In distinguishing between management and leadership, a common – and good – differentiation is that we have an obligation to obey managers, but we choose to follow leaders. That has engendered a whole literature on what it takes to be a leader who is worthy of being followed, and it’s resulted in training of leaders to be more strategic, more compelling, better delegators, better communicators. And yet, the essence of what makes an outstanding leader is not about what he/she does personally; it’s about what he/she does in relation to other people. The best – the very best – leaders make more leaders. They develop leaders out of every person they encounter and multiply their value to an organization.
The problem with the concept of ‘developing’ someone is that we too often think of it as something done to someone, when really, the true leader’s role is to facilitate someone doing it for himself.
To be a Multiplier Leader, you must continually facilitate the discovery, expression, and growth of others’ talents. You must facilitate both individuals and groups of people. And you must facilitate not only direct reports, but their employees, and your peers, and even your business partners. The Multiplier Leader does four things exceptionally well:
- Elicits Contribution to Vision: Not only articulates well a vision for the organization – but asks well the questions that draw out each individual’s and each team’s vision for how they can most credibly, confidently, and enthusiastically contribute to the organization vision.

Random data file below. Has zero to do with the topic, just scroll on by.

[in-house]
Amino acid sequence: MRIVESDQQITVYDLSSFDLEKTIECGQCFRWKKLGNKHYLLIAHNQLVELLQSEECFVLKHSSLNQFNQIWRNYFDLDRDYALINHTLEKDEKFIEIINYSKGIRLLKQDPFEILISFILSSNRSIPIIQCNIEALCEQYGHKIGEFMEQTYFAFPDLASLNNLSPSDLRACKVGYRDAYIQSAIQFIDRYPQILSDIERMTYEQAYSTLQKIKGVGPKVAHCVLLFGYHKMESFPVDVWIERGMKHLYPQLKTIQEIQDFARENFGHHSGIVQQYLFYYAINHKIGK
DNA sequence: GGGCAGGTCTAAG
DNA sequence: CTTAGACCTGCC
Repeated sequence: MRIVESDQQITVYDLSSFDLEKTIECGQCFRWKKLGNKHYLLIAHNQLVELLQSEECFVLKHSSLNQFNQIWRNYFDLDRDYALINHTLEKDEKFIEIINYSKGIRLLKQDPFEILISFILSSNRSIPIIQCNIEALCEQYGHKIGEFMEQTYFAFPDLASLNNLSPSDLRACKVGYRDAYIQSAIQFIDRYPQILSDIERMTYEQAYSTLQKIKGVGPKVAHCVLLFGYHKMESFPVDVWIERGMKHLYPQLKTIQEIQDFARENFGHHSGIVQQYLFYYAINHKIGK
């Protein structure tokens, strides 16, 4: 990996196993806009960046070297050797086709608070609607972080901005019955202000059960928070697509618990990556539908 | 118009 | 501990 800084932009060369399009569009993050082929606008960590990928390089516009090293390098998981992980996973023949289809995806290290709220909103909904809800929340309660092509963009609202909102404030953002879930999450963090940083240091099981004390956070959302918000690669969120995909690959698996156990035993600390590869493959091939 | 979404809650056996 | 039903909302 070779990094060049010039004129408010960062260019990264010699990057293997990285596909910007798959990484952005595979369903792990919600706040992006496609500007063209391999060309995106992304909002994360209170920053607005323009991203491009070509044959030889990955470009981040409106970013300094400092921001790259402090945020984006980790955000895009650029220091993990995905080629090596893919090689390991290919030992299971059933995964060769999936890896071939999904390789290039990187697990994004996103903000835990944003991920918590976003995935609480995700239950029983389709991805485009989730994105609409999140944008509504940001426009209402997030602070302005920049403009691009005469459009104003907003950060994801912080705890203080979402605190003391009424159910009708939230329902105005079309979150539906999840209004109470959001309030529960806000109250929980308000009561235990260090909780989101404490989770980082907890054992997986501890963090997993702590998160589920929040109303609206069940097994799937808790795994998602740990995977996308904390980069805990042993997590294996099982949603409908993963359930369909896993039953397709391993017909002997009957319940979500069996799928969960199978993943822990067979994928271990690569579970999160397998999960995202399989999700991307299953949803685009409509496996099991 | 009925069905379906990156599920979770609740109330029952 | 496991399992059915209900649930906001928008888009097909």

- Invites and Fosters Goal Achievement: Not only delegates well – but invites a commitment to delivery of significant bottom-line organizational goals by individuals and by teams, and fosters their success in meeting their commitments.
- Encourages Innovation: Not only encourages working as a team – but models and rewards learning from others and building on each others’ ideas. Not only encourages ideas from within, but challenges people to look outside the company, the industry, and the business model for new ideas.
- Promotes Development of Others: Asks not only for a commitment for what each person will do himself/herself – but asks how he/she will develop others to create their own visions and make their own commitments.
To develop yourself as a Multiplier Leader,
- Begin by asking open-ended questions to draw out others’ ideas and passions,
- Express appreciation for good efforts at self-development,
- Encourage reasonable risk-taking and exploring the feasibility of novel ideas,
- Ask for stretch commitments, and
- Continually identify ways for you, your colleagues, and your reports to extend development opportunities to others.
Who is the best Multiplier Leader you know? What does that person do particularly well?
Written by Marge Combe, VMC Consultant